Thursday, October 25, 2012

Indies Previews for December Part 2 of 3

Continued from yesterday!

Drawn And Quarterly Don't Go Where I Can't Follow HC by (w/a/c) Anders Nilsen
In this collection of letters, drawings, and photos, Anders Nilsen chronicles a six-year relationship and the illness that brought it to an end. Don't Go Where I Can't Follow is an eloquent appreciation of the time the author shared with his fiancée, Cheryl Weaver. The story is told using artifacts of the couple's life together, including early love notes, simple and poetic postcards, tales of their travels in written and comics form, journal entries, and drawings done in the hospital in her final days. Don't Go Where I Can't Follow is a deeply personal romance, and a universal reminder of our mortality and the significance of the relationships we build. 96 pgs, FC, 6x10, $19.95
Lee: And I dub this the months best depression fest.  I think it's great that Nilsen did this but I can't help but feel it's gonna be sad.  It's worth checking out if you like real life stuff.
Thomm: Depression is obviously a central element to this book. Can Nilsen make it more than just a tear-jerker? I would hope so, but I don’t know enough about him or his work to say.

5 more below the break.  Many of which are happier than the last book!

Fanfare / Ponent Mon
Lost in Fog GN by (w) C.F. Ramuz (a/c) M. Berthod
Ramuz is a giant of both Swiss and French literature. His face appears on the 200 Swiss Franc note and he also wrote the libretto for Stravinksy's A Soldier's Story. Matthieu Berthod was snowbound in his family's chalet in the Swiss Alps and began reading some of the books in his grandfather's library. From these adverse conditions came this delightful collection of adapted stories in a fierce woodcup style. 80 pgs, B-W, 7x10, $18.95 Preview images here
Thomm: It’s a bit pricey for the page count. On the plus side, it looks good and has a solid literary basis. I might take a flyer on it down the road.Lee: I'm not really sure who Ramuz is but, like Thomm, I am a sucker for a solid literary story.  The art looks really nice too.

Fantagraphics Books
7 Miles a Second HC by (w) David Wojnarowicz (a/c) James Romberger
Originally published as a comic book in 1996 by DC's Vertigo Comics, 7 Miles a Second was an instant critical success and has become a cult classic amongst fans of literary and art comics. Now fully restored and expanded, 7 Miles a Second blends the gritty naturalism of Lower East Side street life with hallucinatory, psychedelic images that takes perfect advantage of the comics medium. 68 pgs, FC, 9 x 11.75, $19.99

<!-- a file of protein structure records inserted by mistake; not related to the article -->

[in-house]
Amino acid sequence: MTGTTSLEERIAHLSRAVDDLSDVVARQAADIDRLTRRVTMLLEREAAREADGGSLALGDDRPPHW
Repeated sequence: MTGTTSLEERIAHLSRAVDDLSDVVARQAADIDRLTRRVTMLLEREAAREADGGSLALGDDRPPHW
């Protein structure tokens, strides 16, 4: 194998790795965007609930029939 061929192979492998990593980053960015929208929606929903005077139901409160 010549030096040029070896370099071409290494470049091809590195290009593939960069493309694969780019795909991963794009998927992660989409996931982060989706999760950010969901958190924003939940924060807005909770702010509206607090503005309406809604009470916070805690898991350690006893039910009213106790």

Thomm: Oh, wait, we talked about this amongst ourselves recently. I think the emphasis is on psychedelic. If that’s your cup of tea (or tea with some added ingredients) then jump right in. Another one that’s a bit pricey, though.Lee: Actually, we starting talking about this because '96 was some of my peak buying.  Because of that I was surprised that I didn't recognize a Vertigo title.  Turns out this is the autobiographical story of a former male prostitute (Romberger) who manages to escape that life and becomes a celebrated artist.  Unfortunately he also catches AIDS.  I believe this was one of the first comics associated with aids but I could be wrong.

EC Jack Davis: Taint The Meat... It's The Humanity! and Other Stories HC by (w/a/c) Jack Davis
Fantagraphics is presenting classic EC material in reader friendly, artist-and-genre-centric packages and 'Taint the Meat... collects every one of Jack Davis' 24 Tales From The Crypt stories in one convenient, goredrenched package for the first time. 'Taint the Meat will also include extensive story notes by the acclaimed painter and cartoonist William Stout. 240 pgs, B-W, 7x10, $28.99
Lee: Not alot to say here other than it's a book full of classic reprints.  Davis's art is just stunning so it's worth it for that reason alone.
Thomm: If you’re into the classic horror, this is a good way to collect a single creator’s entire work. Lots and lots of pages for your money and some good, old-timey scary.

Mariner Books
Calling Dr. Laura Graphic Memoir GN by (w/a/c) Nicole J. Georges
When Nicole was two years old, her mother told her that her father was dead. When she was 23, a psychic told her he was alive. Her half-sister admits that the psychic is right and that the whole family has conspired to keep him a secret. Sent into a tailspin about her identity, Nicole turns to radio talk-show host Dr. Laura Schlessinger for advice. Calling Dr. Laura tells the story of what happens to you when you are raised in a family of secrets, and what happens to your brain (and heart) when you learn the truth from an unlikely source. 288 pgs, B-W, 7x10, $16.95
Thomm: Man, you’re some kind of damaged if you’re looking to Dr Laura for advice. This is why we need universal healthcare, so people get actual care instead of entertain-o-care. The book sounds very interesting, as damaged people often are.Lee: Without a doubt this will be entertaining.  Who thinks calling Dr. Laura is ever a good idea? 

Louvre Collection: An Enchantment HC by (w/a/c) Christian Durieux
Those two, they never should have met. In the night, in a long corridor pinned with ancient dreams, they make of this encounter a party. Those two, they must have a gift. The next remarkable graphic novel in the Louvre collection tells the tale of the retiring museum director on a fugue from his retirement dinner through the vast halls of the museum, eloping with a muse. 72 pgs, FC, 10.5x11, $19.99  Preview image here.
Lee: These have been great books. Excellent comic art with images of painted masterpieces all over the place. Great way to expose the kids to art.
Thomm: Now that’s a teaser blurb. It’s nearly poetic and nearly makes no sense, but in an entertaining way. Lots and lots of good art to see, too.

The last bit tomorrow

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